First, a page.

Add mod_proxy to your list of server modules, or add the following to your configuration file:

server.modules = ("mod_proxy")

Also, to disable response buffering, add: = 2

and for the reverse proxy itself:

$HTTP["url"] =~ "(^/mistserver/)" { proxy.server = ( "" => ( "" => ( "host" => "", "port" => 8080 ))) proxy.header = ( "map-urlpath" => ( "/mistserver/" => "/" ),"upgrade" => "enable") }

Note for Lighttpd There is no easy way to include a custom HTTP header like "X-Mst-Path". You will need to make configurations within MistServer as well to get the forwarding to work!

Configure MistServer

MistServer also outputs information about its streams, including the various urls under which the stream can be accessed. However, if reverse proxying is being used, these urls cannot be accessed externally. That can be fixed by configuring the "Public address"-setting of the HTTP protocol through the MistServer Management Interface.

While this step could be skipped if you're using Apache or Nginx we would still recommend setting it up. The MistServer interface has no way of knowing it is also available over any address within the reverse proxy. The public address is meant to be used so the interface does know and can properly use them in both the preview and embed panels.

You should now also be able to watch your stream at

Enabling SSL

For Apache and Nginx all you need to do is enable SSL support within Nginx or Apache and you are done. Requests over HTTPS are automatically forwarded over HTTPS thanks to X-Mst-Path.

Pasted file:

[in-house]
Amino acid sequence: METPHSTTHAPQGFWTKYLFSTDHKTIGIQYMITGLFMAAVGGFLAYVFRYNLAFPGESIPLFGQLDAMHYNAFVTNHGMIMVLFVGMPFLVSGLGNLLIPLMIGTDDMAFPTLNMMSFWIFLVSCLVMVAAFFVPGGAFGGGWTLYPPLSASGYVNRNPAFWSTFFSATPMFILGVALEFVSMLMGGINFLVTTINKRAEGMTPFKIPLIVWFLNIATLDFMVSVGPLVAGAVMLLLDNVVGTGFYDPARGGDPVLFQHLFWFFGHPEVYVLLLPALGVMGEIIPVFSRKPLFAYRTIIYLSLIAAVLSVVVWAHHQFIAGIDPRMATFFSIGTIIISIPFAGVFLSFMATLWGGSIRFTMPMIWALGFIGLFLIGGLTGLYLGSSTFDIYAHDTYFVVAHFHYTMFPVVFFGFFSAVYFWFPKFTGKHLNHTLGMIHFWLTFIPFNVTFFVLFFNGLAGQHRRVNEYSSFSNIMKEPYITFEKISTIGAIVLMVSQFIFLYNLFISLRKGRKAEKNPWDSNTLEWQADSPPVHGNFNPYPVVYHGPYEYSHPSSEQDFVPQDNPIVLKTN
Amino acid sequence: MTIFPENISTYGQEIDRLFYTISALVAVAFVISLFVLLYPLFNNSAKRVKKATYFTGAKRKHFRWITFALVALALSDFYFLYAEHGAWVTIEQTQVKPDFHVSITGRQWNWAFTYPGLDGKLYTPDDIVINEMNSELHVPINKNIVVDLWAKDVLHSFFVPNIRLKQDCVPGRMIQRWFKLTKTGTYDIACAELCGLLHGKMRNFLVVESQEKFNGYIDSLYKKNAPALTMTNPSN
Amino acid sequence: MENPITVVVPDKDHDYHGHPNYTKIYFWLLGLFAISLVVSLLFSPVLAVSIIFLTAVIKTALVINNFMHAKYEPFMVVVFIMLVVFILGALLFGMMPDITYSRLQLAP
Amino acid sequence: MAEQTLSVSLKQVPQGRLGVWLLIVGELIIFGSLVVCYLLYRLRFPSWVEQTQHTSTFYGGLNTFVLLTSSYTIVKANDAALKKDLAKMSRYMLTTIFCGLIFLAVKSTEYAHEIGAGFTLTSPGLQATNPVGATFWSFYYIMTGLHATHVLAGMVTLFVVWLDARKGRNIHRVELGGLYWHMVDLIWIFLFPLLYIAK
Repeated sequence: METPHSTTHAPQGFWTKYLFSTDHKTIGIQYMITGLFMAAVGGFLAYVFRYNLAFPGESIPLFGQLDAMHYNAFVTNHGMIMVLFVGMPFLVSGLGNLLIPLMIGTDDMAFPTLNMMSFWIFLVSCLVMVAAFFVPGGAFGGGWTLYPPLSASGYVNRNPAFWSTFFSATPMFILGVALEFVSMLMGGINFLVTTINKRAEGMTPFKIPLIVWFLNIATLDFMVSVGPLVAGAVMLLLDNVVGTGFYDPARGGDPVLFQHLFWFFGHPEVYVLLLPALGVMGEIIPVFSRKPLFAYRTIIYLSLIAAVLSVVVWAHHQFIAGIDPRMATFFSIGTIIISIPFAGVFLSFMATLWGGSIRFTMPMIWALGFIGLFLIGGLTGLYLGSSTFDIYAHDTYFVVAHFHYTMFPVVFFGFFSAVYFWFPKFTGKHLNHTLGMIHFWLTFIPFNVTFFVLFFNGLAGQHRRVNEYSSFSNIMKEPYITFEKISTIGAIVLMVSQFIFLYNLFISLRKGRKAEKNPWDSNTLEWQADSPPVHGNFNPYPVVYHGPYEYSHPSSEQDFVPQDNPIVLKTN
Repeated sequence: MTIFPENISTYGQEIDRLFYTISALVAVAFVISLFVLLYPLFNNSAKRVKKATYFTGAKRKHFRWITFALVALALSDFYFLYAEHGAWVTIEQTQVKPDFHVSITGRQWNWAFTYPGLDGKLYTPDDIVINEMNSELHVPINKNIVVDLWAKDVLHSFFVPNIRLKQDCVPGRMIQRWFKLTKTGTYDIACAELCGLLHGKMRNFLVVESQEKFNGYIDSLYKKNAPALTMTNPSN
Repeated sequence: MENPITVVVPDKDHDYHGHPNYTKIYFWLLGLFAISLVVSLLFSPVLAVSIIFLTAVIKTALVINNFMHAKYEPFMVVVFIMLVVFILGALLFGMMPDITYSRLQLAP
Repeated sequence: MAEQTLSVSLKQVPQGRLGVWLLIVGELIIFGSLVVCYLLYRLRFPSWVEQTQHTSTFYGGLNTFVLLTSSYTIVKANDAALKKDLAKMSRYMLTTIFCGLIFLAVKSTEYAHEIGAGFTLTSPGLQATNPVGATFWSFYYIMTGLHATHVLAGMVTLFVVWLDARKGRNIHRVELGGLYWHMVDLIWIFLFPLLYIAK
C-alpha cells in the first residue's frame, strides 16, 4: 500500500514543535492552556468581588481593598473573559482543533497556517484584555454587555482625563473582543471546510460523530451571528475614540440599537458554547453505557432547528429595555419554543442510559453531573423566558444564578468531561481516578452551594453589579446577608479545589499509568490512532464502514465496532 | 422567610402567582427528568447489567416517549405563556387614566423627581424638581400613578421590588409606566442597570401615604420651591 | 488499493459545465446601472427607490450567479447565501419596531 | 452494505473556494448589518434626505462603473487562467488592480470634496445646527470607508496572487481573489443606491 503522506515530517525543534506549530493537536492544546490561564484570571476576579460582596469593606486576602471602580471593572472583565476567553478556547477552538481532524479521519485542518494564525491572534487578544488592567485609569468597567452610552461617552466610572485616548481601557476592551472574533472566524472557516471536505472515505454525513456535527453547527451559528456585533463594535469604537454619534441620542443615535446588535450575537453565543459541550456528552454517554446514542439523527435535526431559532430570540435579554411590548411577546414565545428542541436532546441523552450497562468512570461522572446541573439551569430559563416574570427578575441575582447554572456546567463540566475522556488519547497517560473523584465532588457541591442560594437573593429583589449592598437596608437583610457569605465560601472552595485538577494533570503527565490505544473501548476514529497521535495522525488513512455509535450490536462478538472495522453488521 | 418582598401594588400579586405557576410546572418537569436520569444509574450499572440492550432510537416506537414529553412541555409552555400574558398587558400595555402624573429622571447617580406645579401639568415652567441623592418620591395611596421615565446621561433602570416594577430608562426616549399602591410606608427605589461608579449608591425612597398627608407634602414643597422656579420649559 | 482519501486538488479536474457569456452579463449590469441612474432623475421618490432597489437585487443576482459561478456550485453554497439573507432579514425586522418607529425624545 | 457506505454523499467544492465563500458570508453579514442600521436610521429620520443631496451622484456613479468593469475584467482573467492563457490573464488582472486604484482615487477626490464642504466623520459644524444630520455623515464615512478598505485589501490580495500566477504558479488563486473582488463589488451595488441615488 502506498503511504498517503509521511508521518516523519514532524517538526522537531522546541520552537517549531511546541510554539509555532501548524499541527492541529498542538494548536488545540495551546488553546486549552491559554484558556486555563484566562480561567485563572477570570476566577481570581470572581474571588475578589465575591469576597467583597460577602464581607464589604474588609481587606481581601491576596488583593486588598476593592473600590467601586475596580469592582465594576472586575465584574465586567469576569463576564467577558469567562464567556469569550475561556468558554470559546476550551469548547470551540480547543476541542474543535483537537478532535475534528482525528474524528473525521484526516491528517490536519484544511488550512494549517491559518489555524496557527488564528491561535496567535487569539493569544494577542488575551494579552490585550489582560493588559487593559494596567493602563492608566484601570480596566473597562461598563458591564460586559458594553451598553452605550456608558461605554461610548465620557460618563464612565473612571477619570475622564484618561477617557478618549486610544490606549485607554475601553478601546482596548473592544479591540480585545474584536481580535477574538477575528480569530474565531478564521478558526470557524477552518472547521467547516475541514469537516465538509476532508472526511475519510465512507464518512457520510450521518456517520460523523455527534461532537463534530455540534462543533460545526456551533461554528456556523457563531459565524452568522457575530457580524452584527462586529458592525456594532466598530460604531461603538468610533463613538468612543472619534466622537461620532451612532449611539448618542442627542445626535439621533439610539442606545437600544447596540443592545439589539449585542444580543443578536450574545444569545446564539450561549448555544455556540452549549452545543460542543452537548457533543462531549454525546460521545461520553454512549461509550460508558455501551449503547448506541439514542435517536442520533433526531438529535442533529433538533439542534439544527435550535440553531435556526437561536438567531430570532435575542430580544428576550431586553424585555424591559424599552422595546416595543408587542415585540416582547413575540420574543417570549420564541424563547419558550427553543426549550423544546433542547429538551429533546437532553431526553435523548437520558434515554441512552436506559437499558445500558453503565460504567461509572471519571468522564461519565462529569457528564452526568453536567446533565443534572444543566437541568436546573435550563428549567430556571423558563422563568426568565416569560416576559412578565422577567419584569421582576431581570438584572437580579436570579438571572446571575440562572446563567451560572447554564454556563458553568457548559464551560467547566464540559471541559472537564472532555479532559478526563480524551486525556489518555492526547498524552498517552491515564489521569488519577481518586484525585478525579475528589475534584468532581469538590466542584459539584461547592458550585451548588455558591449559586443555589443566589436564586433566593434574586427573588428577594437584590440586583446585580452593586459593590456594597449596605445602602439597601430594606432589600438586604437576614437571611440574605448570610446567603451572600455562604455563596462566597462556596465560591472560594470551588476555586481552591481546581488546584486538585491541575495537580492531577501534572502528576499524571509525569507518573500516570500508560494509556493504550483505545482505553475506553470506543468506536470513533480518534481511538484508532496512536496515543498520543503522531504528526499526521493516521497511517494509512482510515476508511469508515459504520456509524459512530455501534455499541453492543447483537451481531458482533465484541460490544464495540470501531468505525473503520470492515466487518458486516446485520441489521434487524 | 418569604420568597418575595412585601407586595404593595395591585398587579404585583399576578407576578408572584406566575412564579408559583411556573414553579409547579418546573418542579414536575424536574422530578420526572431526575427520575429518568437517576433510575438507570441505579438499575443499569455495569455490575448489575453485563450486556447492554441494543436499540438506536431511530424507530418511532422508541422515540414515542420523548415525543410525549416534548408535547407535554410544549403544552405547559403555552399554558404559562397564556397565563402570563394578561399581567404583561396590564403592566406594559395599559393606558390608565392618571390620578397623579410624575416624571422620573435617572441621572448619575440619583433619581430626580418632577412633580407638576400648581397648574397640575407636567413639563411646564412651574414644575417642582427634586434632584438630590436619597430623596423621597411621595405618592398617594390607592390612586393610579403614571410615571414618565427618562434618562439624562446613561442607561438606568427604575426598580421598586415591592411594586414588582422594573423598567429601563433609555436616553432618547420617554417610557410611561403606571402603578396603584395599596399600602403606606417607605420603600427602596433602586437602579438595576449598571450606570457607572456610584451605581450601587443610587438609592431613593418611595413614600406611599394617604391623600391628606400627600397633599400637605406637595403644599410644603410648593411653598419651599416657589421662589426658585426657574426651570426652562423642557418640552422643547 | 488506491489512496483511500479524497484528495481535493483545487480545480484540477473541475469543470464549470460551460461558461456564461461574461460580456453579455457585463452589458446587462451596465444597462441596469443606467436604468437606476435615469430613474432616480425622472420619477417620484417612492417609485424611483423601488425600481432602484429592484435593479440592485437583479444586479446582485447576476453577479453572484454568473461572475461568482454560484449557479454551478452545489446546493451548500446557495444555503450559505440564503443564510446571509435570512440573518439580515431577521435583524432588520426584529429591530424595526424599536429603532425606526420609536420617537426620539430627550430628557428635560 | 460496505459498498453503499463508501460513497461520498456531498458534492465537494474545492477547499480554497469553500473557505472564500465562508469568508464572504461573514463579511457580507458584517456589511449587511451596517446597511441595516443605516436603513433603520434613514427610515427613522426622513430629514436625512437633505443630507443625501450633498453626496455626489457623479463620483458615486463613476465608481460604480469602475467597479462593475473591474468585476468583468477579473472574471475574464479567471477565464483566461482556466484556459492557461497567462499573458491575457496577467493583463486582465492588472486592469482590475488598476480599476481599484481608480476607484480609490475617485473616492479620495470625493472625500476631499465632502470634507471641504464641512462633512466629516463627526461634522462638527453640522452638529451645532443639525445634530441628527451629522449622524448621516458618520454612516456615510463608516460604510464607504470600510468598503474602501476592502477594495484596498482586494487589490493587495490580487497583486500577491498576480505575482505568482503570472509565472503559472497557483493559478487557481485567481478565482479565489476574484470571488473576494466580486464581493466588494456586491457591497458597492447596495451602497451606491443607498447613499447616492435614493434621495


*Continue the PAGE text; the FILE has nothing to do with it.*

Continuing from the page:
For Lighttpd You will need to enable SSL and you will also need to include the HTTPS address in the public url like in the example above.

Edit your web pages

Lastly, the urls with which streams are embedded on your webpage will need to be updated. If you are using MistServer's embed code, update any urls. There are only two places that need changing, it's the bits with STREAMNAME.html and player.js. If you have set a public address the embed code will use this address as well. Though only the first filled in public address will be used by the embed code MistServer will assume it is available on all filled in addresses.

<div class="mistvideo" id="nVyzrqZSm7PJ">
    <a href="//" target="_blank">
      Click here to play this video
    var a = function(){
        target: document.getElementById("nVyzrqZSm7PJ")
    if (!window.mistplayers) {
      var p = document.createElement("script");
      p.src = "//"
      p.onload = a;
    else { a(); }

We're using // here as for both HTTP and HTTPS the default ports are used. This setup allows us to use this embed code for both HTTP and HTTPS pages as it will adapt to the scheme used by the viewer. Note that we're talking about the ports the proxy forward is using, not the HTTP or HTTPS ports setup within MistServer.

If the proxy is using non-default HTTP or HTTPS ports you would have to use the full addres + port in the url, for example if HTTPS was running on 4433:

That's all folks! Your website should now access MistServer through the reversed proxy. For both HTTP and HTTPS.